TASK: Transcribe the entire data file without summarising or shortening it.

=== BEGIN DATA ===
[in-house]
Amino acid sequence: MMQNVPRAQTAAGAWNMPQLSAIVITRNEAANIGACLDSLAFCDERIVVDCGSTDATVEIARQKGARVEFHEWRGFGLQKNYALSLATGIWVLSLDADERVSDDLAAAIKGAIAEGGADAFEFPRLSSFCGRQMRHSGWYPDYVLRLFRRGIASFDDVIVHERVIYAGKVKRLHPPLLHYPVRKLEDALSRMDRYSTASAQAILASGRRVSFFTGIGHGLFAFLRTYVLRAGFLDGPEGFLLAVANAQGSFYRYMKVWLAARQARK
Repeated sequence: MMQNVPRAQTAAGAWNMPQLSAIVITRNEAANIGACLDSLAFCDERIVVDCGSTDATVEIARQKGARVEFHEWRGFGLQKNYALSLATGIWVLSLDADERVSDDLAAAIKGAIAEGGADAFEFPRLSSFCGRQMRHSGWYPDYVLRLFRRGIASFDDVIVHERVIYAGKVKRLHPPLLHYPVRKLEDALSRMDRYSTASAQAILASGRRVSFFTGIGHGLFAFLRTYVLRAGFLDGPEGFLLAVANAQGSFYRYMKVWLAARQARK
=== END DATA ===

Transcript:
[in-house]
Amino acid sequence: MMQNVPRAQTAAGAWNMPQLSAIVITRNEAANIGACLDSLAFCDERIVVDCGSTDATVEIARQKGARVEFHEWRGFGLQKNYALSLATGIWVLSLDADERVSDDLAAAIKGAIAEGGADAFEFPRLSSFCGRQMRHSGWYPDYVLRLFRRGIASFDDVIVHERVIYAGKVKRLHPPLLHYPVRKLEDALSRMDRYSTASAQAILASGRRVSFFTGIGHGLFAFLRTYVLRAGFLDGPEGFLLAVANAQGSFYRYMKVWLAARQARK
Repeated sequence: MMQNVPRAQTAAGAWNMPQLSAIVITRNEAANIGACLDSLAFCDERIVVDCGSTDATVEIARQKGARVEFHEWRGFGLQKNYALSLATGIWVLSLDADERVSDDLAAAIKGAIAEGGADAFEFPRLSSFCGRQMRHSGWYPDYVLRLFRRGIASFDDVIVHERVIYAGKVKRLHPPLLHYPVRKLEDALSRMDRYSTASAQAILASGRRVSFFTGIGHGLFAFLRTYVLRAGFLDGPEGFLLAVANAQGSFYRYMKVWLAARQARK